July 5, 2018

American workers get less vacation than a medieval peasant

Business Insider - Life for the medieval peasant was certainly no picnic. His life was shadowed by fear of famine, disease and bursts of warfare. His diet and personal hygiene left much to be desired.

But despite his reputation as a miserable wretch, you might envy him one thing: his vacations.

Plowing and harvesting were backbreaking toil, but the peasant enjoyed anywhere from eight weeks to half the year off.

The Church, mindful of how to keep a population from rebelling, enforced frequent mandatory holidays. Weddings, wakes, and births might mean a week off quaffing ale to celebrate, and when wandering jugglers or sporting events came to town, the peasant expected time off for entertainment. There were labor-free Sundays, and when the plowing and harvesting seasons were over, the peasant got time to rest, too.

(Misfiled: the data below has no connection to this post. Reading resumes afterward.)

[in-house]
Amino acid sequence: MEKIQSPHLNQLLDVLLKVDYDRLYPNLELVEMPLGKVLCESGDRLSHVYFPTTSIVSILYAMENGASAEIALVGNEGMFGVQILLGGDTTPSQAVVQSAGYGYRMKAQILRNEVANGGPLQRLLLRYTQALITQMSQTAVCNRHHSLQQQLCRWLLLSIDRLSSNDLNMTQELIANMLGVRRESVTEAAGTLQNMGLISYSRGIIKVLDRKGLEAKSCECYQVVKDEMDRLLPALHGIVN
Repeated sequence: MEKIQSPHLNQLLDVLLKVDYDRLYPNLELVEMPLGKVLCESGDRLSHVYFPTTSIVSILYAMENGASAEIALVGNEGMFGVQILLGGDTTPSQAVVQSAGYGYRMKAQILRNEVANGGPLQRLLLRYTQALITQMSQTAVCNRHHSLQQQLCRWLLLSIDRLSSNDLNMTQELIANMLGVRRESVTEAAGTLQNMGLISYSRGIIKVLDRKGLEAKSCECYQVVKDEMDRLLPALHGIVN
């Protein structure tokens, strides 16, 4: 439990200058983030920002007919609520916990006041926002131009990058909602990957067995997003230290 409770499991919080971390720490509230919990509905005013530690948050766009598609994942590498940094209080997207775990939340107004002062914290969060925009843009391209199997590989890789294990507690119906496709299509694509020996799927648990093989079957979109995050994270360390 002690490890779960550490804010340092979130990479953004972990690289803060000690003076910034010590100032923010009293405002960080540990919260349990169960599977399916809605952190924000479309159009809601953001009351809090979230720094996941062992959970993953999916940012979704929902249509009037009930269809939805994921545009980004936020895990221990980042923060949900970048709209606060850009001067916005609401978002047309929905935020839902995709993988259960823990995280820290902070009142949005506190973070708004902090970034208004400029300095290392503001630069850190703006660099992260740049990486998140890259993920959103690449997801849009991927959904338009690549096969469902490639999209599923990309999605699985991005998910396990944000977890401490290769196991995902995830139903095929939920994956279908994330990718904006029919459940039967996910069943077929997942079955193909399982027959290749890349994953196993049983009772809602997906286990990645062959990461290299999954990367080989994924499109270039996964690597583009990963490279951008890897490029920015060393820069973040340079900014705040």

In fact, economist Juliet Shor found that during periods of particularly high wages, such as 14th-century England, peasants might put in no more than 150 days a year. As for the modern American worker? After a year on the job, she gets an average of eight vacation days annually.

1 comment:

Anonymous said...

"particularly high wages"! That's hysterical. After the Black Death killed off 25-50% of England's working class, the surviors asked for more money since they now had to do the work of the deceased, too.

But the owner class wasn't having that, so they passed the Statute of Laborers, which decreed that working people had to (1) accept the same wage as before the plague, even with the increased workload, (2) take the first job offered, and (3) stay at that job until released by the employer.

True wage slavery, though it turned out that enforcement was patchy.